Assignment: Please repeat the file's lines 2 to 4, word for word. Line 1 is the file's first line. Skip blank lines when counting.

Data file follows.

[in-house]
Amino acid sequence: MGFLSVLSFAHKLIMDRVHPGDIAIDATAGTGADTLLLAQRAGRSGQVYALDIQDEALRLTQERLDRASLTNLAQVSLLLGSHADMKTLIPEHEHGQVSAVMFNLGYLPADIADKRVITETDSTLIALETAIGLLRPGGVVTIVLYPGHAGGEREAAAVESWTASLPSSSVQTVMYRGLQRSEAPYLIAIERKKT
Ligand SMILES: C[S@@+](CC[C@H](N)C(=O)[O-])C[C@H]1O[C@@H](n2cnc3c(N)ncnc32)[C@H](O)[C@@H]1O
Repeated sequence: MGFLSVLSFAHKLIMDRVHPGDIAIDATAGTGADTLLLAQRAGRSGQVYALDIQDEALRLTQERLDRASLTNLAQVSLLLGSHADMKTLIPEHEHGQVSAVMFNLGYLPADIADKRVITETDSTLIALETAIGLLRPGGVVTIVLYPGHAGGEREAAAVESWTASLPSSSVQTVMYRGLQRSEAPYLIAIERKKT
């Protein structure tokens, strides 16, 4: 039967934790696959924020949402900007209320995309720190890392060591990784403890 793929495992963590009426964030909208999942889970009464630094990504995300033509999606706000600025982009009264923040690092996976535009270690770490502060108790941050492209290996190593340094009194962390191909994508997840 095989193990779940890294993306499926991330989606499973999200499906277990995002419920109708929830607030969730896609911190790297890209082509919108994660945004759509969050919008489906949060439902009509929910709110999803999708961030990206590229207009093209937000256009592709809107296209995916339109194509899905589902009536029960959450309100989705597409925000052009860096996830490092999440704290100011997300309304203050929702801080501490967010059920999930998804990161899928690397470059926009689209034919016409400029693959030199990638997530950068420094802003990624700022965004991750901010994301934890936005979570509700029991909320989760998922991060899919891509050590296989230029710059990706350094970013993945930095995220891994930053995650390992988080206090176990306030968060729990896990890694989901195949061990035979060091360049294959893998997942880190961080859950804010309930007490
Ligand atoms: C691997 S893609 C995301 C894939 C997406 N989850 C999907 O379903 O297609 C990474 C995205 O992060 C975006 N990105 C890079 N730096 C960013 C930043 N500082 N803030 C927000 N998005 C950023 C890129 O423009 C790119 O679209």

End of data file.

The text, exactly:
Amino acid sequence: MGFLSVLSFAHKLIMDRVHPGDIAIDATAGTGADTLLLAQRAGRSGQVYALDIQDEALRLTQERLDRASLTNLAQVSLLLGSHADMKTLIPEHEHGQVSAVMFNLGYLPADIADKRVITETDSTLIALETAIGLLRPGGVVTIVLYPGHAGGEREAAAVESWTASLPSSSVQTVMYRGLQRSEAPYLIAIERKKT
Ligand SMILES: C[S@@+](CC[C@H](N)C(=O)[O-])C[C@H]1O[C@@H](n2cnc3c(N)ncnc32)[C@H](O)[C@@H]1O
Repeated sequence: MGFLSVLSFAHKLIMDRVHPGDIAIDATAGTGADTLLLAQRAGRSGQVYALDIQDEALRLTQERLDRASLTNLAQVSLLLGSHADMKTLIPEHEHGQVSAVMFNLGYLPADIADKRVITETDSTLIALETAIGLLRPGGVVTIVLYPGHAGGEREAAAVESWTASLPSSSVQTVMYRGLQRSEAPYLIAIERKKT